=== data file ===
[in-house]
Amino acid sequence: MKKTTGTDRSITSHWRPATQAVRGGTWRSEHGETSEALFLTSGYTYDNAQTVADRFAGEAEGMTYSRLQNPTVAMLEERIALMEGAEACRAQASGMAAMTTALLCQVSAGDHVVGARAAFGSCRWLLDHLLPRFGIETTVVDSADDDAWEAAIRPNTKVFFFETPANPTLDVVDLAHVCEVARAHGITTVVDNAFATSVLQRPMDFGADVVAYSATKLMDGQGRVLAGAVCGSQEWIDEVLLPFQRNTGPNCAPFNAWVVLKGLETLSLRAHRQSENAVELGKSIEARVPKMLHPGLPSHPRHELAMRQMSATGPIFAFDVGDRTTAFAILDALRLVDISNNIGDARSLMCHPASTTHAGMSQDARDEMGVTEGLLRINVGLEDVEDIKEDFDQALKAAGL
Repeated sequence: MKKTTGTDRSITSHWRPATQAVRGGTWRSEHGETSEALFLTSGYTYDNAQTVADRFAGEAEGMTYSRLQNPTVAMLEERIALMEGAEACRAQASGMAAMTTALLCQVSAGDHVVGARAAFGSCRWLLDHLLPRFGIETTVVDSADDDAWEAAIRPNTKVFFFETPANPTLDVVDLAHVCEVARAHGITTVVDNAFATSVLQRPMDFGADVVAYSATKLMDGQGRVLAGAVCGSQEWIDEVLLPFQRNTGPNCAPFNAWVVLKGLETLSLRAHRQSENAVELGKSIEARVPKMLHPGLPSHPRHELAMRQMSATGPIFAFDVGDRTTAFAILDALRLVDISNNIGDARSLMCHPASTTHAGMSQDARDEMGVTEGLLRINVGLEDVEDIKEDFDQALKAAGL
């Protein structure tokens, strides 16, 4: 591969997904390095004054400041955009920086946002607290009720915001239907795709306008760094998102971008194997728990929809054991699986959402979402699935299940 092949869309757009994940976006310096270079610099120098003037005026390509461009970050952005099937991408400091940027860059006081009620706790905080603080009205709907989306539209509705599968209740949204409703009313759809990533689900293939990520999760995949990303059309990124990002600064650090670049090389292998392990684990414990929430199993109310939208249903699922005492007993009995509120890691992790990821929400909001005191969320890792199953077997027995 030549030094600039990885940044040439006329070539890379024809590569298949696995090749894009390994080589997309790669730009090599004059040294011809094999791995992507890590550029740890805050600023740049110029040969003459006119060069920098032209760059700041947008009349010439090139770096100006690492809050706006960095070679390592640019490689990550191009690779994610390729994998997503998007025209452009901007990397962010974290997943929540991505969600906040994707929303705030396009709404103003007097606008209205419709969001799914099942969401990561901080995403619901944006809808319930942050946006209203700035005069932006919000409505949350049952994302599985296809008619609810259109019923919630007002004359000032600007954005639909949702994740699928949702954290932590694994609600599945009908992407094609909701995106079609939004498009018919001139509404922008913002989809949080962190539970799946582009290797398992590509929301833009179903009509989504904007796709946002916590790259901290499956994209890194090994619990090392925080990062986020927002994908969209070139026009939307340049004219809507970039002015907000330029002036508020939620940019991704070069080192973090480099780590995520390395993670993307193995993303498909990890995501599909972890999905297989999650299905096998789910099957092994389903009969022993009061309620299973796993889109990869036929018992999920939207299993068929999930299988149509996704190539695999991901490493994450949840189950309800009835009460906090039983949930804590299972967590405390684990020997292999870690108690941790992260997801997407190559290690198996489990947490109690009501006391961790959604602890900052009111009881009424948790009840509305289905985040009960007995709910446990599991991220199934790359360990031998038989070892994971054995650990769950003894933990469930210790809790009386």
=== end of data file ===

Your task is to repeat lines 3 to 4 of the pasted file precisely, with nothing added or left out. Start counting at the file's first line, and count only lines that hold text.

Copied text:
Repeated sequence: MKKTTGTDRSITSHWRPATQAVRGGTWRSEHGETSEALFLTSGYTYDNAQTVADRFAGEAEGMTYSRLQNPTVAMLEERIALMEGAEACRAQASGMAAMTTALLCQVSAGDHVVGARAAFGSCRWLLDHLLPRFGIETTVVDSADDDAWEAAIRPNTKVFFFETPANPTLDVVDLAHVCEVARAHGITTVVDNAFATSVLQRPMDFGADVVAYSATKLMDGQGRVLAGAVCGSQEWIDEVLLPFQRNTGPNCAPFNAWVVLKGLETLSLRAHRQSENAVELGKSIEARVPKMLHPGLPSHPRHELAMRQMSATGPIFAFDVGDRTTAFAILDALRLVDISNNIGDARSLMCHPASTTHAGMSQDARDEMGVTEGLLRINVGLEDVEDIKEDFDQALKAAGL
């Protein structure tokens, strides 16, 4: 591969997904390095004054400041955009920086946002607290009720915001239907795709306008760094998102971008194997728990929809054991699986959402979402699935299940 092949869309757009994940976006310096270079610099120098003037005026390509461009970050952005099937991408400091940027860059006081009620706790905080603080009205709907989306539209509705599968209740949204409703009313759809990533689900293939990520999760995949990303059309990124990002600064650090670049090389292998392990684990414990929430199993109310939208249903699922005492007993009995509120890691992790990821929400909001005191969320890792199953077997027995 030549030094600039990885940044040439006329070539890379024809590569298949696995090749894009390994080589997309790669730009090599004059040294011809094999791995992507890590550029740890805050600023740049110029040969003459006119060069920098032209760059700041947008009349010439090139770096100006690492809050706006960095070679390592640019490689990550191009690779994610390729994998997503998007025209452009901007990397962010974290997943929540991505969600906040994707929303705030396009709404103003007097606008209205419709969001799914099942969401990561901080995403619901944006809808319930942050946006209203700035005069932006919000409505949350049952994302599985296809008619609810259109019923919630007002004359000032600007954005639909949702994740699928949702954290932590694994609600599945009908992407094609909701995106079609939004498009018919001139509404922008913002989809949080962190539970799946582009290797398992590509929301833009179903009509989504904007796709946002916590790259901290499956994209890194090994619990090392925080990062986020927002994908969209070139026009939307340049004219809507970039002015907000330029002036508020939620940019991704070069080192973090480099780590995520390395993670993307193995993303498909990890995501599909972890999905297989999650299905096998789910099957092994389903009969022993009061309620299973796993889109990869036929018992999920939207299993068929999930299988149509996704190539695999991901490493994450949840189950309800009835009460906090039983949930804590299972967590405390684990020997292999870690108690941790992260997801997407190559290690198996489990947490109690009501006391961790959604602890900052009111009881009424948790009840509305289905985040009960007995709910446990599991991220199934790359360990031998038989070892994971054995650990769950003894933990469930210790809790009386």